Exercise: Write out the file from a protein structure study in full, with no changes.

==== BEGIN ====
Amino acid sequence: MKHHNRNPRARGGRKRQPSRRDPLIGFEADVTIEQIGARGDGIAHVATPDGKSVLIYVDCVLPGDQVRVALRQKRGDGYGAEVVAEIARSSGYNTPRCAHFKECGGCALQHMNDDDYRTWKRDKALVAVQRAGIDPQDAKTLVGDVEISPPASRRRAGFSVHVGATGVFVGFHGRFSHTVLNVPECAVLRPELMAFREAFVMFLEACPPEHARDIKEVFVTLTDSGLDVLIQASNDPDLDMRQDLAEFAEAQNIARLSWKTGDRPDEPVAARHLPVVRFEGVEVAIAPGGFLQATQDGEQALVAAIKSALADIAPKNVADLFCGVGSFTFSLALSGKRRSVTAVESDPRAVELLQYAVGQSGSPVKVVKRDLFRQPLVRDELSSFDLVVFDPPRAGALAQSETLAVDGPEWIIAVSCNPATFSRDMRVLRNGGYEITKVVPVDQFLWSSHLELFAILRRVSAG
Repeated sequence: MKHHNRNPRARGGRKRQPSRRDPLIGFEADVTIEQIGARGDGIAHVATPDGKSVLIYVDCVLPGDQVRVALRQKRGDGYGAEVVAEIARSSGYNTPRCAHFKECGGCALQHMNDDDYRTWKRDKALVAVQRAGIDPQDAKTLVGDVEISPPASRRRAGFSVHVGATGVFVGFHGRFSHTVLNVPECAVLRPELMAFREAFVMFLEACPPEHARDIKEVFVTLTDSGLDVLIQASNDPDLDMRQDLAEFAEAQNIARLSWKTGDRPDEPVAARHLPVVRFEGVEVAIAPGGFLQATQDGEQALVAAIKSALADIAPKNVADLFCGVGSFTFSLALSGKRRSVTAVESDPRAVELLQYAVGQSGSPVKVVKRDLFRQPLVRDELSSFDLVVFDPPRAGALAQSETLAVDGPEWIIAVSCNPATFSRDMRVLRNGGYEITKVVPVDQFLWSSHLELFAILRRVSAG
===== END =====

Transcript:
Amino acid sequence: MKHHNRNPRARGGRKRQPSRRDPLIGFEADVTIEQIGARGDGIAHVATPDGKSVLIYVDCVLPGDQVRVALRQKRGDGYGAEVVAEIARSSGYNTPRCAHFKECGGCALQHMNDDDYRTWKRDKALVAVQRAGIDPQDAKTLVGDVEISPPASRRRAGFSVHVGATGVFVGFHGRFSHTVLNVPECAVLRPELMAFREAFVMFLEACPPEHARDIKEVFVTLTDSGLDVLIQASNDPDLDMRQDLAEFAEAQNIARLSWKTGDRPDEPVAARHLPVVRFEGVEVAIAPGGFLQATQDGEQALVAAIKSALADIAPKNVADLFCGVGSFTFSLALSGKRRSVTAVESDPRAVELLQYAVGQSGSPVKVVKRDLFRQPLVRDELSSFDLVVFDPPRAGALAQSETLAVDGPEWIIAVSCNPATFSRDMRVLRNGGYEITKVVPVDQFLWSSHLELFAILRRVSAG
Repeated sequence: MKHHNRNPRARGGRKRQPSRRDPLIGFEADVTIEQIGARGDGIAHVATPDGKSVLIYVDCVLPGDQVRVALRQKRGDGYGAEVVAEIARSSGYNTPRCAHFKECGGCALQHMNDDDYRTWKRDKALVAVQRAGIDPQDAKTLVGDVEISPPASRRRAGFSVHVGATGVFVGFHGRFSHTVLNVPECAVLRPELMAFREAFVMFLEACPPEHARDIKEVFVTLTDSGLDVLIQASNDPDLDMRQDLAEFAEAQNIARLSWKTGDRPDEPVAARHLPVVRFEGVEVAIAPGGFLQATQDGEQALVAAIKSALADIAPKNVADLFCGVGSFTFSLALSGKRRSVTAVESDPRAVELLQYAVGQSGSPVKVVKRDLFRQPLVRDELSSFDLVVFDPPRAGALAQSETLAVDGPEWIIAVSCNPATFSRDMRVLRNGGYEITKVVPVDQFLWSSHLELFAILRRVSAG